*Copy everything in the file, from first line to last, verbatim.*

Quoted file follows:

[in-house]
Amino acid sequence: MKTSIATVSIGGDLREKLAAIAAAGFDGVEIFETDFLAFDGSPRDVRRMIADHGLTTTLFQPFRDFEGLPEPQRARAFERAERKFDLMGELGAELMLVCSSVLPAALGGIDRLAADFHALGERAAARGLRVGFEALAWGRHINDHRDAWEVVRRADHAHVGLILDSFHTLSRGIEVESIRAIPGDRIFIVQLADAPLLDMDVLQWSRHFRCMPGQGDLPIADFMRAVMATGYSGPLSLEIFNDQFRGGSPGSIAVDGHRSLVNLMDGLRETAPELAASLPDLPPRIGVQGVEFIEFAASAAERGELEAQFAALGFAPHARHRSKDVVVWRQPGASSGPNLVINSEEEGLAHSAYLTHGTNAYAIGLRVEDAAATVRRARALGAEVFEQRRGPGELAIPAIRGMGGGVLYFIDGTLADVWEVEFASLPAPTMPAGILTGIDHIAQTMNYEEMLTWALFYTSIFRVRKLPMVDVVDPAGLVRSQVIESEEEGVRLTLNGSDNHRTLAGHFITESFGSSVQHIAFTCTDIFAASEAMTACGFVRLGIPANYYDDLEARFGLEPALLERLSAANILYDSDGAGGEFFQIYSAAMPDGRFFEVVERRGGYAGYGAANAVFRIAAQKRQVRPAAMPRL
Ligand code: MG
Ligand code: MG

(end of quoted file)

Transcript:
[in-house]
Amino acid sequence: MKTSIATVSIGGDLREKLAAIAAAGFDGVEIFETDFLAFDGSPRDVRRMIADHGLTTTLFQPFRDFEGLPEPQRARAFERAERKFDLMGELGAELMLVCSSVLPAALGGIDRLAADFHALGERAAARGLRVGFEALAWGRHINDHRDAWEVVRRADHAHVGLILDSFHTLSRGIEVESIRAIPGDRIFIVQLADAPLLDMDVLQWSRHFRCMPGQGDLPIADFMRAVMATGYSGPLSLEIFNDQFRGGSPGSIAVDGHRSLVNLMDGLRETAPELAASLPDLPPRIGVQGVEFIEFAASAAERGELEAQFAALGFAPHARHRSKDVVVWRQPGASSGPNLVINSEEEGLAHSAYLTHGTNAYAIGLRVEDAAATVRRARALGAEVFEQRRGPGELAIPAIRGMGGGVLYFIDGTLADVWEVEFASLPAPTMPAGILTGIDHIAQTMNYEEMLTWALFYTSIFRVRKLPMVDVVDPAGLVRSQVIESEEEGVRLTLNGSDNHRTLAGHFITESFGSSVQHIAFTCTDIFAASEAMTACGFVRLGIPANYYDDLEARFGLEPALLERLSAANILYDSDGAGGEFFQIYSAAMPDGRFFEVVERRGGYAGYGAANAVFRIAAQKRQVRPAAMPRL
Ligand code: MG
Ligand code: MG